Pirates of the Caribbean 4: You Seem Familiar? Have I Watched You Before?
“You seem familiar. Have I threatened you before?” It’s a question Captain Jack Sparrow likes to pose, and it’s one that might give you pause, or just a wicked sense of déjà vu. A disturbing sense that we’ve been threatened before is exactly what you can expect from Pirates of the Caribbean: On Stranger Tides, a dour, bloated whale of a summer movie. For two-and-a-half hours, you can follow along the worn dreadlocked wig of Captain Jack Sparrow as he searches, with about 300 supporters, for the Fountain of Youth. I was wishing for the fabled Fountain about twenty minutes in, because if it’s one thing that the fourth episode of Pirates made me feel, it was old. Grabbing a cutlass and slashing to the quick; POTC 4 is an over-long, overcrowded, boring ride, if your definition of a ride is a rattling wooden crate on some very rickety track.
And overcrowded it is. Every single frame of the good ship Pirates of the Caribbean: On Stranger Tides is bursting with enough carefully distressed wigs, dirtied extras, and smoked details that I can barely remember a moment. It was as thought the production, afraid its audience might get bored and wander away, wanted to cram in as much extra rigging for us to stare at as possible. Everything is extra rigging in this hulking, creaking beast, from the familiar catchphrases to the eerily repetitive set pieces. Any movie should be worried about itself when it’s earnestly cramming in casual cameos from the likes of Dame Judi Dench, Richard Griffiths, and Roger Allam (known to most of you as The Voice of England in V for Vendetta). POTC 4 takes no heed, and no pause, as it lurches along to its final destination.
Visual overcrowding, made all the worse by pore-revealing HD, is bad enough, but this swashbuckler suffers from that most terminal of blockbuster illnesses, TMB, or, Too Many Badasses. Nearly every person who swaggers across the screen is tanned, textured, and armed within an inch of their SAG contracts. Everyone is amoral, scarred up, with a nasty reputation and bad teeth to match. Even the young chaplain who shows up to provide a little forced straight-facedness ends up shirtless, sword in hand, blood dripping across his abs. What results is a sort of bland continuity in which a participant is neither charmed nor repulsed, only tired.
When the original POTC and its damaged sibling sequels came out, it was easy as all stereotyping to complain about those perpetual plot deadweights, Will and Elizabeth. Remember them? They were the future Oscar-nominee Keira Knightley (couldn’t have called that one in a rigged race), and the now-and-forever doomed to wear poofy period shirts, Mr. Legolas himself, Orlando Bloom. They were the Lovers in a cast of clowns, and yes, they were tiring, and they were the source of much fan derision. But without a terminally sincere couple to play the straight men, there’s no contrast to play off of for the likes of Johnny Depp’s craaazy caricature. Precisely the reason Depp’s Sparrow, Gibbs, and the scene-chewingly exciting Geoffrey Rush were so memorable is that they weren’t Will and Elizabeth. They weren’t the protagonists. They were the cool kids dropped in to ruffle the 18th-century ruffles, and seeing them sparingly was great fun. An entire movie of the same, though, is an enormous box of the same treat; bland, and likely to put one off the stuff.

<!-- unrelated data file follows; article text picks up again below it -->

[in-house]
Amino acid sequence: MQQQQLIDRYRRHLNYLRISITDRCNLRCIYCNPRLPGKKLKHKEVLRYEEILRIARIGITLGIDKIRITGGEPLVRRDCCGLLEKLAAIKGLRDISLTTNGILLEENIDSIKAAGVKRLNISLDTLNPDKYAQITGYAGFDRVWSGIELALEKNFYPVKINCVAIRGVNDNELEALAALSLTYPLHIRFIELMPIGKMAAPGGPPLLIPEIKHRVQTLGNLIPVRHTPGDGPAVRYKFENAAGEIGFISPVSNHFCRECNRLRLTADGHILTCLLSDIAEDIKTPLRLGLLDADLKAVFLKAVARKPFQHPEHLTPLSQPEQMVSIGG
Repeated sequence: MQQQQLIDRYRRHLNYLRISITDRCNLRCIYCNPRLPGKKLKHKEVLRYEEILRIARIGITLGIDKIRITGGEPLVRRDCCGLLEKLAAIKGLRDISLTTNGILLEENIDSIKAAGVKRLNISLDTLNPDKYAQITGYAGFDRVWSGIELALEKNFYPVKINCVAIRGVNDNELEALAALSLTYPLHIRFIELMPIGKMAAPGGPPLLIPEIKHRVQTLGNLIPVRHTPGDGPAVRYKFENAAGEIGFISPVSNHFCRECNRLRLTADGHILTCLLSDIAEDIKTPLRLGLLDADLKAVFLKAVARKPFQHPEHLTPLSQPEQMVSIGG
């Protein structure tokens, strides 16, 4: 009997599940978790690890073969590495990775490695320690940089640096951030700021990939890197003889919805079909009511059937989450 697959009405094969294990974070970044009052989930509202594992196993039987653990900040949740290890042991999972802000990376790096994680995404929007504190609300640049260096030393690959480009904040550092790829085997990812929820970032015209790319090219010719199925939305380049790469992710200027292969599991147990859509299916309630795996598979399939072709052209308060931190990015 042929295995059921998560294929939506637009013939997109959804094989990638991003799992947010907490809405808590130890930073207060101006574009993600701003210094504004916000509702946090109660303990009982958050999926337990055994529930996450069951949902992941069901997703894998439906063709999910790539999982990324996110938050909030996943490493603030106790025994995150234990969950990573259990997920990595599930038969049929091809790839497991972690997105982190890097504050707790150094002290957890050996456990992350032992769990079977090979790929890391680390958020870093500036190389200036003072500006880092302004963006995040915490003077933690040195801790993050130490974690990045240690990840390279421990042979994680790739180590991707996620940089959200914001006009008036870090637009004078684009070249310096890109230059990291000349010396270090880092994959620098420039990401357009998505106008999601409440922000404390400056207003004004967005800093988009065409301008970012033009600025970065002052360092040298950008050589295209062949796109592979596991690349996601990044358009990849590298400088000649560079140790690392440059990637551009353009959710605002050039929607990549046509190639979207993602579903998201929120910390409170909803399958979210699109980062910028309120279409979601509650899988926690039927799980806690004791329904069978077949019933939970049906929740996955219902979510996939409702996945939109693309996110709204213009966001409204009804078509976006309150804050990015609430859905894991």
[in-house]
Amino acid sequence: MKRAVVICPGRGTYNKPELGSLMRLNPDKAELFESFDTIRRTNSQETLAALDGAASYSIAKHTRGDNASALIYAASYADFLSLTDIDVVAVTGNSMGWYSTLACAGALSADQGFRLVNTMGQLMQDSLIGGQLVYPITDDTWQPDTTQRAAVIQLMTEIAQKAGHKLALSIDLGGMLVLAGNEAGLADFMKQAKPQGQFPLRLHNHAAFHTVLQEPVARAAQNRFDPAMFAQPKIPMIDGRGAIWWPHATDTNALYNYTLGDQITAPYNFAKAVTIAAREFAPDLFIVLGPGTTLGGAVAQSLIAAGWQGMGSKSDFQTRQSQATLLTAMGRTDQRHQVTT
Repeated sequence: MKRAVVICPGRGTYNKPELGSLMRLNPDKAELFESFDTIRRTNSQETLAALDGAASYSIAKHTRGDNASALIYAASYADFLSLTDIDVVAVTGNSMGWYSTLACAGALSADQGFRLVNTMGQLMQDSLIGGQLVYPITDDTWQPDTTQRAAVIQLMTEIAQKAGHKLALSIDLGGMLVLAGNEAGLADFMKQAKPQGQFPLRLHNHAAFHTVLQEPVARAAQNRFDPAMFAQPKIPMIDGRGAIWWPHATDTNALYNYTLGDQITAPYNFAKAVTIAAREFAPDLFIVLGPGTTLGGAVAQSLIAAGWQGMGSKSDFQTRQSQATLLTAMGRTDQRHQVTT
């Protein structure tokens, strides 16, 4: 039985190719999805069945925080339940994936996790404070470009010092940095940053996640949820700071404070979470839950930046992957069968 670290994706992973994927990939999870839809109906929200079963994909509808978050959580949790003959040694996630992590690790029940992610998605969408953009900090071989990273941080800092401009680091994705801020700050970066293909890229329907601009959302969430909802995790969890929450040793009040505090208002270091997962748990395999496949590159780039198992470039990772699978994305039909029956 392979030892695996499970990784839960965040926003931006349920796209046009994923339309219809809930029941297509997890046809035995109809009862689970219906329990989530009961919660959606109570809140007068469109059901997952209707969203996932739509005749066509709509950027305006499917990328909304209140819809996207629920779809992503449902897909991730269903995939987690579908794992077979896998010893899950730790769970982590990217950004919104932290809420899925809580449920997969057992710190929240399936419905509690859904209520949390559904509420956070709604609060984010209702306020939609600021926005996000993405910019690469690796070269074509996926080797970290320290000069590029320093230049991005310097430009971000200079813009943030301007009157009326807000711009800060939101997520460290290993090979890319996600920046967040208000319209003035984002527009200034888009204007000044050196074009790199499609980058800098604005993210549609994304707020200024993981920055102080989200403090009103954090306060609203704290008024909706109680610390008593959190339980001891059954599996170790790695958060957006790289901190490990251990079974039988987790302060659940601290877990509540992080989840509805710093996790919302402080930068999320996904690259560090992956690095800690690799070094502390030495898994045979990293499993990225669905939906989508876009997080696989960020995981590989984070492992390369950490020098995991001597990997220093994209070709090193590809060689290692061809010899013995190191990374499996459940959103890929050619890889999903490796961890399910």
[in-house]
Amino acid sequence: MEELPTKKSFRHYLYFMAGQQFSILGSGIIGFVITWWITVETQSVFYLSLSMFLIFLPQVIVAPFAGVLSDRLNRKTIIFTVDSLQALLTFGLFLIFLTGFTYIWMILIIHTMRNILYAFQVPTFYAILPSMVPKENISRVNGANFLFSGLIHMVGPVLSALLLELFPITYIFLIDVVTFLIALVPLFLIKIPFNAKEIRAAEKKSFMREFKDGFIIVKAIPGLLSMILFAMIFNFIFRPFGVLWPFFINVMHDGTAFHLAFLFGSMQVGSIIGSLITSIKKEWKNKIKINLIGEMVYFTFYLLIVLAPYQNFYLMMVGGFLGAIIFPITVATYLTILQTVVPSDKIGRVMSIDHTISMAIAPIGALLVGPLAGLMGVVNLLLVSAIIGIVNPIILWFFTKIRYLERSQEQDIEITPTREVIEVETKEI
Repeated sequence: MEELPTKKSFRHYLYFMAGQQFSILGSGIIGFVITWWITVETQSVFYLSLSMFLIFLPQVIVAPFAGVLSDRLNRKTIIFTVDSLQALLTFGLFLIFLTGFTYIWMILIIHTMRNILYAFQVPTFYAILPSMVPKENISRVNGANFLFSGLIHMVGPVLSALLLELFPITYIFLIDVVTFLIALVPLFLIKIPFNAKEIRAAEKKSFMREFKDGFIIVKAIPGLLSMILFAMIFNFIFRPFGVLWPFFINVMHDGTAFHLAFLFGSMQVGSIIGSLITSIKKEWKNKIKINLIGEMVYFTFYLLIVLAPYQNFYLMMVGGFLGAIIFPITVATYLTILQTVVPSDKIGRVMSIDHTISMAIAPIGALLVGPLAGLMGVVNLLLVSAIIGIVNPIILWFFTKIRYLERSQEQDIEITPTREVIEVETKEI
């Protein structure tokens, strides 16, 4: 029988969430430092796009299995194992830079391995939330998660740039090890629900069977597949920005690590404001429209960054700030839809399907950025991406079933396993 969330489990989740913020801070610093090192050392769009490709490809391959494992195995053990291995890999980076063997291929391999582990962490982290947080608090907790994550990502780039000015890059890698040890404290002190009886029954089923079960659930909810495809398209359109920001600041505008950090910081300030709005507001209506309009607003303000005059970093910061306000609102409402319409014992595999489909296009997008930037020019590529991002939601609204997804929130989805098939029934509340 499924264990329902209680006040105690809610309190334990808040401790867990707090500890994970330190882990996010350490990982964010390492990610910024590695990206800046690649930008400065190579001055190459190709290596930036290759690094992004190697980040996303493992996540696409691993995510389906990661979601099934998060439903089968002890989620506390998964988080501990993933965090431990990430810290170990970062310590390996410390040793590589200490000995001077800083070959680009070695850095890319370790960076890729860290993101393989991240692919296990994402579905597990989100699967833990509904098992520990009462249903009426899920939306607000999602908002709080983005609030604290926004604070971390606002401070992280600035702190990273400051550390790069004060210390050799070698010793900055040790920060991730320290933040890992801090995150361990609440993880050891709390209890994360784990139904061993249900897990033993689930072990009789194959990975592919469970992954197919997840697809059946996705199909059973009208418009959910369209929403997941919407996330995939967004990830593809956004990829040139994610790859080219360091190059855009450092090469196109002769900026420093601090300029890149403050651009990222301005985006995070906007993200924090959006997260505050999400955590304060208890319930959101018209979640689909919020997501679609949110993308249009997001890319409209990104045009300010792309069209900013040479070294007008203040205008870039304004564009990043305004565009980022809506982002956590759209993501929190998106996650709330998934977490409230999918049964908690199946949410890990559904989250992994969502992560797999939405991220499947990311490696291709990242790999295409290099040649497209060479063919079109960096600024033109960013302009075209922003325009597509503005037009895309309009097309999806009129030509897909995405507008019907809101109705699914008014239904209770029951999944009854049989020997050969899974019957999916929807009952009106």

I’m of the school of criticism that says you have to take a piece for what it is, not what it isn’t. POTC, no matter what you put after that inevitable title colon, was never meant to be high art or high drama. It’s meant to be fun, and that’s exactly what’s lacking in this fourth trundling addition. Any sense of fun. There’s an odd thread of cruelty running through the cloth of the movie, as the screenwriters take a misstep in attempting to prove how thoroughly badass everyone is, we swear. They’re pirates, we get it. They’re not nice people. But around the third time the death of a long-standing secondary character was unceremoniously played for laughs, even the twelve-year-old sitting next to me in the multiplex wasn’t finding any of it amusing. Except for a gag involving the desire for dessert (and that’s not innuendo), and a nice talky bit with Rush and Depp, the few jokes the film tries come across dank and damp as the seaside air.
If you’ve a hankering for some good old swash-swash, buckle-buckle, I would save yourself the cash and re-watch the first POTC outing. Sometimes the best cure for nostalgia is to cut right to the source, with a machete if need be. Savvy?